Venous disease encompasses a wide spectrum of clinical manifestations, from asymptomatic spider veins on the legs, to intermittently bulging branches of the greater saphenous vein extending across the knee, to dull achy pain in the posterior calf after prolonged standing. The science of treatment of venous disease, phlebology, has roots dating to the ancient Greeks in 400 BC, at which time venous disease was recognized as undesirable and unsightly. Procedures involving the use of instrumentation to traumatize veins were described by Hippocrates in the 4th century BC and procedures such as vein stripping were routinely practiced in the years to follow.
In modern days, venous disease still presents a formidable challenge to diagnose and treat. Venous insufficiency, which is caused by valvular incompetence in the deep or superficial venous system, is the most common form of venous disease. Venous disease affects 40–55% of the population, with common symptoms of leg pain, swelling, and skin changes. Superficial venous insufficiency occurs when a high-pressure leakage develops between the deep and superficial systems, or within the superficial system itself, followed by sequential failure of the venous valves in superficial veins. The two major divisions of the superficial system are the great saphenous vein (GSV) and small saphenous vein (SSV). Venous insufficiency in this system allows venous blood to escape from its normal flow path and to flow in a retrograde direction down into an already congested leg. Over time, incompetent superficial veins acquire the typical dilated and tortuous appearance of varicosities. Furthermore, insufficiency can lead to chronic morbidity in the form of ulcerative and edematous skin changes in the lower extremities.
Further ‘downstream,’ changes involving the smaller branching vessels such as unsightly or symptomatic venulectasis and/or telangiectasias, are a major consequence of superficial venous valvular insufficiency. To optimize treatment of varicosities and telangiectasias, pattern recognition of common clinical manifestations is highly recommended. For a regional consideration of the anatomy that gives rise to varices, it is helpful to divide the thigh and calf into eight quadrants: lateral, medial, anterior and posterior ( Figs 2.1 , 2.2 ). A regional approach can lead to some unavoidable repetition because many veins extend through many regions or have tributaries that cross many boundaries. Clinical photographs accompanied by simplified diagrams are helpful for identification of the root causes of an unfamiliar pattern of reflux. An understanding of normal venous anatomy is essential for a thorough understanding of venous disease ( Figs 2.3 , 2.4 ). Knowledge of the location of the major perforator veins, which connect the deep venous system to the superficial system, is also important for determining the etiology of patterns of varicosities ( Fig. 2.5 ).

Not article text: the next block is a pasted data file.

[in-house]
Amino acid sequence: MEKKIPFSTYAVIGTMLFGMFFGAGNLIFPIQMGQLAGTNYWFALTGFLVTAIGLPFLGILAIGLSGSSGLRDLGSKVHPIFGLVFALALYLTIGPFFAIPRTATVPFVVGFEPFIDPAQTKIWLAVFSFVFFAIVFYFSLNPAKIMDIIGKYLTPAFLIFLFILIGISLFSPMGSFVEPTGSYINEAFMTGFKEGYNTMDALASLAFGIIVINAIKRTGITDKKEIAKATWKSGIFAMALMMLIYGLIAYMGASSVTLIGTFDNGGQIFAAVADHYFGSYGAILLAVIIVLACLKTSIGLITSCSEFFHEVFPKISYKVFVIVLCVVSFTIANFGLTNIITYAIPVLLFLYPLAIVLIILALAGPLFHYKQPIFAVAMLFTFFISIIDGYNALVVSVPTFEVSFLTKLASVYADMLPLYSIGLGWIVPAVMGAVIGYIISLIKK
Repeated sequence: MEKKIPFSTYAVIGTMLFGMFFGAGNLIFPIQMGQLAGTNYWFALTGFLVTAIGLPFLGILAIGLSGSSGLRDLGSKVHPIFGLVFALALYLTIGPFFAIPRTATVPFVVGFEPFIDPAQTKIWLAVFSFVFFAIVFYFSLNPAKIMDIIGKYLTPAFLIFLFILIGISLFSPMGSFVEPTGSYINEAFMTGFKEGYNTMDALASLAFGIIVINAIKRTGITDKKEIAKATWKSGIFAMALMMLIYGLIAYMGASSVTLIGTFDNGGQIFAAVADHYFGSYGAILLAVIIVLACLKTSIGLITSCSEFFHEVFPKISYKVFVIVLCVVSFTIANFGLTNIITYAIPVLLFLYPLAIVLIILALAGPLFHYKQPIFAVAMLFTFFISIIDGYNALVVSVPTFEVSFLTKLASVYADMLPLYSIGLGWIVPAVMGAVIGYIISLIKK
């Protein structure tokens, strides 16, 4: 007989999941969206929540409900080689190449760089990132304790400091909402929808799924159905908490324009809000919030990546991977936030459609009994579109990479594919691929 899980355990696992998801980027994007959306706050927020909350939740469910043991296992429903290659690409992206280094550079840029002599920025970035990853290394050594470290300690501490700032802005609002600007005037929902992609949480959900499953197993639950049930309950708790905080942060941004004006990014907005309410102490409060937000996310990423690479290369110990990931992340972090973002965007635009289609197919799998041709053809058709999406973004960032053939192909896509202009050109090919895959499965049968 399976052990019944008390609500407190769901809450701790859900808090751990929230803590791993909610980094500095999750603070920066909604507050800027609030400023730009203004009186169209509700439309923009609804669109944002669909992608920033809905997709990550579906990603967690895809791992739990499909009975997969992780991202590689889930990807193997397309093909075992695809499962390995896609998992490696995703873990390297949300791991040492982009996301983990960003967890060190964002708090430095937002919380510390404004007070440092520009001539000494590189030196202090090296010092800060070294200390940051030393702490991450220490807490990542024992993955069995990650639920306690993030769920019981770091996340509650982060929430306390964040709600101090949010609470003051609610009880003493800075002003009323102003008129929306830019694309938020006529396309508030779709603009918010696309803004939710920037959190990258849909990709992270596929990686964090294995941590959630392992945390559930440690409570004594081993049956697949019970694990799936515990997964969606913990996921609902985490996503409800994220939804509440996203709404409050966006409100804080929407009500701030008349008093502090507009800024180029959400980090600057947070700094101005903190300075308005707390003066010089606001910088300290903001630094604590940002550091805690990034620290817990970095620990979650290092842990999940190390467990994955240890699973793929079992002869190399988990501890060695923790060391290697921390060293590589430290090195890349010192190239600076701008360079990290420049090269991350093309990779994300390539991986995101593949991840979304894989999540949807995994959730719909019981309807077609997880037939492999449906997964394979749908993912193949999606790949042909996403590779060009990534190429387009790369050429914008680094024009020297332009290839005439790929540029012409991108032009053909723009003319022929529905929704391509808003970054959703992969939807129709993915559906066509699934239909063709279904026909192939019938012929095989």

It is best to approach the clinical examination of venous disease by visualizing the lower extremities from superior to inferior, starting from the upper thigh to the calf, and concluding with the ankle. Above and below the knee, a division of four compartments can be made in the anterior and posterior planes. When considering the thigh, the presence of reflux in the GSV can manifest in the appearance of varicosities in the medial thigh compartment ( Box 2.1 ).
|Incompetent sapheno-femoral junction||Hidden reflux at saphenofemoral junction (only palpable on standing)|
|Superficial axial branch veins (medial tributaries) of GSV||Resistant telangiectatic matting (just above knee) due to GSV reflux|
|Distal saccular saphenous vein dilation (just above knee)|
|Pudendal vein||Mid-thigh perforators|
|Superficial gluteal||S-shaped reticular vein of posterior thigh|
|Posterior thigh perforators emptying into LSVS||S-shaped reticular vein of posterior thigh|
|Vein of Giacomini|
|Lateral subdermic venous system (Albanese) – most common cosmetic pattern||Anterolateral tributary of the GSV|
|Branch varicosity of small saphenous vein|
|Antero-lateral tributary of GSV|
|Inguinal fold reticulars||Incompetent sapheno-femoral junction|
|Superficial axial branch veins (lateral tributaries) of GSV||Small anterior branches of the LSVS|
Pudendal veins are 3–4 mm blue reticular varicosities that can be seen extending from the external genitalia. These indicate reflux in the pudendal tributary of the GSV and when they become engorged, as may happen during sexual activity or menses, pain can occur. Treatment of these varicosities by sclerotherapy is easily accomplished in the absence of saphenofemoral junction incompetence.
Because the GSV typically lies deep and is surrounded by fascial layers, it may be difficult to clinically appreciate prominence that accompanies reflux in this anatomic compartment. In the case of saphenofemoral junction reflux, duplex ultrasound (DUS) is usually necessary to confirm reflux. Prolonged standing may facilitate visualization of the GSV ( Fig. 2.6 ). As the GSV courses distally, superficial tributaries can become varicose as they accept reflux from above and below. In the most distal aspect of the thigh medially, just above the knee, the GSV can emerge from the fascial layers and may become apparent as an enlarged bulbous segment ( Fig. 2.7 ). Clinical manifestations of a refluxing GSV can vary based upon the degree of reflux and branch involvement ( Fig. 2.8 ).